"So whereas someone else might be able to inhibit grabbing their phone when it rings or answering a text, that might also be more difficult for someone with ADHD," she said.
    "As with any psychiatric disorder, there are going to be ranges of impairments, so there are big differences in just how distracted someone is versus not, just how impulsive someone is versus not," Zalecki said.
    In Zalecki's own research -- led by Hinshaw -- no increased rate of car accidents could be found among young women diagnosed with ADHD, compared with women of the same age who did not have a diagnosis of ADHD.
    Zalecki noted that her study is an anomaly, adding that "more often than not," research supports the new study's findings of increased car accident rates among ADHD patients.
    "In general, the big finding that jumped out in our work with these girls over the years was that they were at greater risk for (cutting), suicidal ideation and suicide attempts," Zalecki said. By comparison, the behavior of males with ADHD tends toward delinquency and antisocial behaviors and "similar, externalizing, acting-out kind of behaviors."
    When it comes to driving, Zalecki said, some ADHD patients try to minimize their difficulties by making a point of not having the radio on, asking others in the car not to talk to them or, simply, taking medicine.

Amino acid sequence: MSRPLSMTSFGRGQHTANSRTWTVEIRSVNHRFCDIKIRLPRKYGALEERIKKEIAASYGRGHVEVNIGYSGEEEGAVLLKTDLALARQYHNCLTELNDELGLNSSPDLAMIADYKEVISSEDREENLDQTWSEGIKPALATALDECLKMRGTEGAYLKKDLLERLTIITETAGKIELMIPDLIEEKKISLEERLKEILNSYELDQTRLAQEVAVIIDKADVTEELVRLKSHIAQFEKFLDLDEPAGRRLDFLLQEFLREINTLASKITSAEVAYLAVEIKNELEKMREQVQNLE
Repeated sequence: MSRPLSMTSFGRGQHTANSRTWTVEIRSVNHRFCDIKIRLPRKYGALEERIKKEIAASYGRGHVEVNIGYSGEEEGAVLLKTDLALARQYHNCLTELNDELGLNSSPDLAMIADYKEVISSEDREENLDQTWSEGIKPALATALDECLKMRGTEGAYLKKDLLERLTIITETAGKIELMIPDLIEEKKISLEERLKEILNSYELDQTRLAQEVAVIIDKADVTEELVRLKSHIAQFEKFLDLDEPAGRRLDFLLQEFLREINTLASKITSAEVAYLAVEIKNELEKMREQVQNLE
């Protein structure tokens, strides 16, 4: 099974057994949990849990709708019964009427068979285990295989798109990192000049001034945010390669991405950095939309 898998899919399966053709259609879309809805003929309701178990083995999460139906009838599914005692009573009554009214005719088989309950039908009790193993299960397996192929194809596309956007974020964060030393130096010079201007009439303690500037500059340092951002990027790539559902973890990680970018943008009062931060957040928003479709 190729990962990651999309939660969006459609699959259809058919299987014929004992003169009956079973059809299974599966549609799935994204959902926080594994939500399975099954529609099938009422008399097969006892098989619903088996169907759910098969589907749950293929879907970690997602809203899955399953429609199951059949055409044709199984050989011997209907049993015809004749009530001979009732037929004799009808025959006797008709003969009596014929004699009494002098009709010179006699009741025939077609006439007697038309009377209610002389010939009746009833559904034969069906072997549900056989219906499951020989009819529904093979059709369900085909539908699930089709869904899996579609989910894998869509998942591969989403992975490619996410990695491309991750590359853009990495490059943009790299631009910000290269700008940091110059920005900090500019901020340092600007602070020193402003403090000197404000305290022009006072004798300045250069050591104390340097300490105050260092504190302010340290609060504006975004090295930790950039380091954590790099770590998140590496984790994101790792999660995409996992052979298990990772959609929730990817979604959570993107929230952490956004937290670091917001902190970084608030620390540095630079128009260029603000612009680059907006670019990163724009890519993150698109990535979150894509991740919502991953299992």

However, she noted the potential for a "rebound effect" in which, as the stimulants wear off, the symptoms of ADHD can be greater than with no medication at all.
    Join the conversation

    See the latest news and share your comments with CNN Health on Facebook and Twitter.

    Though medication could help with driving, some older ADHD patients may not want to take their pills, suggested Margaret Harper Sibley, an assistant professor in the Psychiatry and Behavioral Health Department at Florida International University.
    Sibley, who was not involved in the study, said past research has highlighted a general trend among teens and young adults with a lifetime history of ADHD who do "not want to take medication once they reach a certain age because they don't like the way it makes them feel."
    Hinshaw also noted that "beyond childhood, many individuals with ADHD question the need for medication... there's often the sense that medication is either stigmatizing or stifling of one's creativity or spontaneity."
    Still, not all people with ADHD have problems being careful drivers, Sibley said. "As the task of driving becomes more routine, it becomes less cognitively taxing and therefore ADHD symptoms would be likely to interfere less over time with experience," she wrote in an email, adding that practice can help improve driving abilities.
    In the end, Sibley believes that simple, practical efforts can make a difference for people with ADHD. "New drivers with ADHD should be encouraged to start practicing driving early and often under appropriate supervision so that the task becomes more routine and easier for them to navigate cognitively," she said. "Practice is everything."